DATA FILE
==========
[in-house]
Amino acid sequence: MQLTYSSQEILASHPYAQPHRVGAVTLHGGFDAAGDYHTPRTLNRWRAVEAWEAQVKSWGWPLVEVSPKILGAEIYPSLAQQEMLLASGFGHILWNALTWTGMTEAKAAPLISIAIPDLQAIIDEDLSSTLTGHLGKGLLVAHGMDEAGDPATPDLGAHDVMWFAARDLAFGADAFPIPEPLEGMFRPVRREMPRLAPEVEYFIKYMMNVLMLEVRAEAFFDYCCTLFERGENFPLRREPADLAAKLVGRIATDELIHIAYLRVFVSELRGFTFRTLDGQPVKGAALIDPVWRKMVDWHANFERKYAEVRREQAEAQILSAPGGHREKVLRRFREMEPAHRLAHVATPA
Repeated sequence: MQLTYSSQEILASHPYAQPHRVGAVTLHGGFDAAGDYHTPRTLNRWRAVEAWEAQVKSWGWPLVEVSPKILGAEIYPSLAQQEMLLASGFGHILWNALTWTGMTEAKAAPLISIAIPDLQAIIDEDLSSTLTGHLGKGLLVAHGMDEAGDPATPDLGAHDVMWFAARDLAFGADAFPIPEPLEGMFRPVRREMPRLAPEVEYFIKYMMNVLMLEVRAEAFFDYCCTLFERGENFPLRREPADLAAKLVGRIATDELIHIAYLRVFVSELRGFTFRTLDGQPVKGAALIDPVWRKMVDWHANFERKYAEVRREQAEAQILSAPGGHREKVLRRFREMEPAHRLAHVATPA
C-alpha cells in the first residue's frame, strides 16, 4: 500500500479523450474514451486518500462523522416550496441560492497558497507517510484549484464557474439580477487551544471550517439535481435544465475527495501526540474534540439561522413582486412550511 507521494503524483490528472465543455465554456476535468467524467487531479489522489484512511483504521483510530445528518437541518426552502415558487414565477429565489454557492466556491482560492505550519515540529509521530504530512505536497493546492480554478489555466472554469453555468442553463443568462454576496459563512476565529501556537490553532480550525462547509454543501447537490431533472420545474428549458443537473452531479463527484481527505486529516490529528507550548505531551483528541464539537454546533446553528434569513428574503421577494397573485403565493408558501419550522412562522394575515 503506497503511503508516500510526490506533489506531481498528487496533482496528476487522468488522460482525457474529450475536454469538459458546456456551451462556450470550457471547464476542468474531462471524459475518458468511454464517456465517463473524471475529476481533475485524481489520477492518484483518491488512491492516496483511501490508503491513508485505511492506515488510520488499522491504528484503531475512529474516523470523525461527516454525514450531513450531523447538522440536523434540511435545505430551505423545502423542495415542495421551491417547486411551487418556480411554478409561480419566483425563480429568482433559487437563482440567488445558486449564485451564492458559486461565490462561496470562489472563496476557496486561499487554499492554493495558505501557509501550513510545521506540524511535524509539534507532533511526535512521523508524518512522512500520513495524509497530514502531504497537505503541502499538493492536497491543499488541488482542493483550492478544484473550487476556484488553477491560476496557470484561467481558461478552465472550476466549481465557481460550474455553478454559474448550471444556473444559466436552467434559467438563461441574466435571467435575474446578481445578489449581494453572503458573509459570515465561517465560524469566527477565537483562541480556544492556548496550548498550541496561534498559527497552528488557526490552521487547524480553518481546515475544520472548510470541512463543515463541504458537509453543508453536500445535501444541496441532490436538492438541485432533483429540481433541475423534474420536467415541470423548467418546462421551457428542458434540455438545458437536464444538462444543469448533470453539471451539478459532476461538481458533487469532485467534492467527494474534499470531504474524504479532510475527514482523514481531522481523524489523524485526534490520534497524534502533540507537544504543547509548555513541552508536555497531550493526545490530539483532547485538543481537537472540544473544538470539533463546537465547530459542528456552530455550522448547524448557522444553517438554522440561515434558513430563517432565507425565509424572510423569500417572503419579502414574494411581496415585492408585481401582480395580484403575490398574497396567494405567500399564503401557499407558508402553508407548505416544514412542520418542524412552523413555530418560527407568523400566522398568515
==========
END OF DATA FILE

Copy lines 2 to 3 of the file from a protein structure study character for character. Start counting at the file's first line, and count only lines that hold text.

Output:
Amino acid sequence: MQLTYSSQEILASHPYAQPHRVGAVTLHGGFDAAGDYHTPRTLNRWRAVEAWEAQVKSWGWPLVEVSPKILGAEIYPSLAQQEMLLASGFGHILWNALTWTGMTEAKAAPLISIAIPDLQAIIDEDLSSTLTGHLGKGLLVAHGMDEAGDPATPDLGAHDVMWFAARDLAFGADAFPIPEPLEGMFRPVRREMPRLAPEVEYFIKYMMNVLMLEVRAEAFFDYCCTLFERGENFPLRREPADLAAKLVGRIATDELIHIAYLRVFVSELRGFTFRTLDGQPVKGAALIDPVWRKMVDWHANFERKYAEVRREQAEAQILSAPGGHREKVLRRFREMEPAHRLAHVATPA
Repeated sequence: MQLTYSSQEILASHPYAQPHRVGAVTLHGGFDAAGDYHTPRTLNRWRAVEAWEAQVKSWGWPLVEVSPKILGAEIYPSLAQQEMLLASGFGHILWNALTWTGMTEAKAAPLISIAIPDLQAIIDEDLSSTLTGHLGKGLLVAHGMDEAGDPATPDLGAHDVMWFAARDLAFGADAFPIPEPLEGMFRPVRREMPRLAPEVEYFIKYMMNVLMLEVRAEAFFDYCCTLFERGENFPLRREPADLAAKLVGRIATDELIHIAYLRVFVSELRGFTFRTLDGQPVKGAALIDPVWRKMVDWHANFERKYAEVRREQAEAQILSAPGGHREKVLRRFREMEPAHRLAHVATPA